We have zoomed back on the Earth to behold the globe suspended in space, a radiant sphere, the famous Blue Marble (Apollo 17 photograph taken from 45,000 kilometers, 1972). We have pulled so far back that we have beheld our planet as a Pale Blue Dot (Voyager photograph taken from 6 billion kilometers, 1990). Both these images offer an icon of the Anthropocene, a “uniquely modern” moment of humans viewing the only home they have known from a distance. It seems we have to leave the Earth to know it. The Blue Marble and Pale Blue Dot offer at last diminish human self-importance -- even as we ruin the very planet our technology has enabled us to view from the outside. Yet these images deceive. The Blue Marble offers the light side of the planet, leaving much to shadow. When we reify the Earth as globe we seldom include the thing that makes it unique, its drenched and fragile atmosphere (the Earth is more extensive than its rocky surface). We ignore what we cannot see: the majority of planetary matter, locked below our feet at the unreachable core. We know more about the surface of Mars than we do about Earth’s interior. Images from space make the globe seem solitary. Yet its intimacy is with the moon, the satellite that churns its waters and makes its crust bulge, that piece of itself which circles Earth while altering Earth’s own circling. The planet spins on its axis while spinning around a spinning star, source of warmth and light. The Sun meanwhile whirls within an arm of a rotating galaxy that hurtles through space. The solar system in motion is a helix, not a placid series of concentric circles (the Ptolemaic cosmos with the sun at its center rather than Earth). The sun conveys its planets through space like buzzing children, their path galactic loops. Spirals within spirals, nothing still.
A vortex that does not close cannot totalize. Maybe the Anthropocene is a circling and we are never going to know when it began.
Neither texts nor stones are timeless, despite what poets say. Both are so full of time that instead of lines and stadial history we get confounding spirals, aggregations of difference that intensify some stories and some climates and spin away from others. Floods of carbon or water may be arriving soon, just as they crashed in the primordial days of the Permian (which we did not cause) or Noah’s Flood (which we did). Maybe at the next recurrence, the one we are fashioning right now, we will pause and listen to Noah’s Wife as she sings her round and drinks her ale with those left to the weather. Maybe this time we will not leave an unloved world to drown.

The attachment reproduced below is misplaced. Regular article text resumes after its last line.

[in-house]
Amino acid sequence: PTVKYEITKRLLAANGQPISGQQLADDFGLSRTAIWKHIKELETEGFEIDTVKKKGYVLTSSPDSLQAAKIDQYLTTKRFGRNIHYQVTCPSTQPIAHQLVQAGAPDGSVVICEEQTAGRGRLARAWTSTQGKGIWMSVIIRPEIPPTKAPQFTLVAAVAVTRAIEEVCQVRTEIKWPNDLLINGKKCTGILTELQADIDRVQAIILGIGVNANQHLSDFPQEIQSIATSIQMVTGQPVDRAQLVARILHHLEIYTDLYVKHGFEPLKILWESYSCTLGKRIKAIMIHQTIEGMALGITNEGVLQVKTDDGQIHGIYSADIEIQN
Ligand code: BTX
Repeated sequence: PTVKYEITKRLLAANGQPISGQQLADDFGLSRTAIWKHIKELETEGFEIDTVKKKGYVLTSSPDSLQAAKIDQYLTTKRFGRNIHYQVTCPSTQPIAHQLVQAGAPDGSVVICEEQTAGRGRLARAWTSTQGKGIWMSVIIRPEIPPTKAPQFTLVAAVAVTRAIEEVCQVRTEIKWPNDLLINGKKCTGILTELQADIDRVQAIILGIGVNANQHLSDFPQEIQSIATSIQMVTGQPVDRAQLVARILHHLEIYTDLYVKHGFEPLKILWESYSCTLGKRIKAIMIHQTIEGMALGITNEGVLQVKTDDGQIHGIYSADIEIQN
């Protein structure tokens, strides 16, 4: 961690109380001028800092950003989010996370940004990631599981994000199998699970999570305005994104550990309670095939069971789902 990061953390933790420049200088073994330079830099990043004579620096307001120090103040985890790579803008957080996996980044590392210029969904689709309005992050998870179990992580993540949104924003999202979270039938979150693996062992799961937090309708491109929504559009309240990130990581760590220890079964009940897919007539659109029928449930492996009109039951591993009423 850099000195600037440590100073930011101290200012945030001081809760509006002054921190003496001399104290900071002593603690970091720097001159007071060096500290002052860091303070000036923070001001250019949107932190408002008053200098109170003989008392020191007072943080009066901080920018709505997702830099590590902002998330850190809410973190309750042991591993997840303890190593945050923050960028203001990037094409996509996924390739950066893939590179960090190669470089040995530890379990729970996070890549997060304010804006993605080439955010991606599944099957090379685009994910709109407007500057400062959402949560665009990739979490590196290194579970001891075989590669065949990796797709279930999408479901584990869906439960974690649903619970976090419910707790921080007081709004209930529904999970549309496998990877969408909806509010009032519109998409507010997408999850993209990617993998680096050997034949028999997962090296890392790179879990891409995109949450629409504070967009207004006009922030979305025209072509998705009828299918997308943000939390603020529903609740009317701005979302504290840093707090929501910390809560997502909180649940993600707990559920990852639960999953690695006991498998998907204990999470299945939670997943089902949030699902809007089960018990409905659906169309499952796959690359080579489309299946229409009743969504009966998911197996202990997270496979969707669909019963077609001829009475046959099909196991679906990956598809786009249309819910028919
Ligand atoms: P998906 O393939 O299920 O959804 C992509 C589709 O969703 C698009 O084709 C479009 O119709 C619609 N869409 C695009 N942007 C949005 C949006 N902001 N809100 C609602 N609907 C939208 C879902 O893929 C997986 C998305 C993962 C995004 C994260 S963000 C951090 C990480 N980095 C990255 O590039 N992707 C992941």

Disembarking from their houseboat after long sojourn, Noah and his refugee family offer sacrifices to a preserving deity. After wiping Earth clean of all they had possessed, God promises that he will never again send waters so planetary. The rainbow he hangs in the sky – a real bow, the kind that shoots you dead – he aims towards heaven, not Earth: at his heart, not theirs. Is it a sign perhaps that he went too far? As God takes leave of those who have endured the Flood he says to Noah, “And now farewell, my darling dear” (375).
The last version of the Chester play dates from 1607, three years too early to be part of the 1610 Anthropocene. And yet I cannot help but to hear in its closing words something like Prospero’s recognition that to drown his books will bind them to the archive they deserve. When a dry box in which texts are cherished for their lined inscriptions is traded for a tempest of swirled water, an eddy where they might become something strange, then we possess an Anthropocene without origins, a flow without cuts, a history without bolted chests, a sea rich in open arks.
Refuge for widened companionships, a difficult story that curves rather than ends.
 Noah Heringman, “Deep Time at the Dawn of the Anthropocene,” Representations 129.1 (2015): 56-85, at 58.
 Further on geology as a science that arises in the nineteenth century to read nature’s “book of stone,” see Bronislaw Szerszynski, “The End of the End of Nature: The Anthropocene and the Fate of the Human,” The Oxford Literary Review 34.2 (2012): 165-84. Szerszynski writes of geology’s “linear but contingent deep history, the constant movement from surface differences to deep unities” and the “page-and-writing structure of strata and fossil through which Earth seems to write its own history” 178-79).
 Mick Smith, Against Ecological Sovereignty: Ethics, Biopolitics, and Saving the Natural World (Minneapolis: University of Minnesota Press, 2011), 62.
 See Timothy Morton, “How I Learned to Stop Worrying and Love the Term Anthropocene,” Cambridge Journal of Postcolonial Literary Inquiry 1.2 (2014): 257-64; quotation at 264.
 Morton “How I Learned to Stop Worrying” 264.
 Sentences not in italics are taken from “Noyes Flood” in The Chester Mystery Cycle, ed. R. M. Lumiansky and David Mills (Oxford: Oxford University Press, 1974).
 For the palimpsest as a figure for temporality as thick, explosive, and simultaneous (an idea derived in large part from the work of Bruno Latour and Michel Serres), see Jonathan Gil Harris, Untimely Matter in the Time of Shakespeare (Philadelphia: University of Pennsylvania Press, 2009).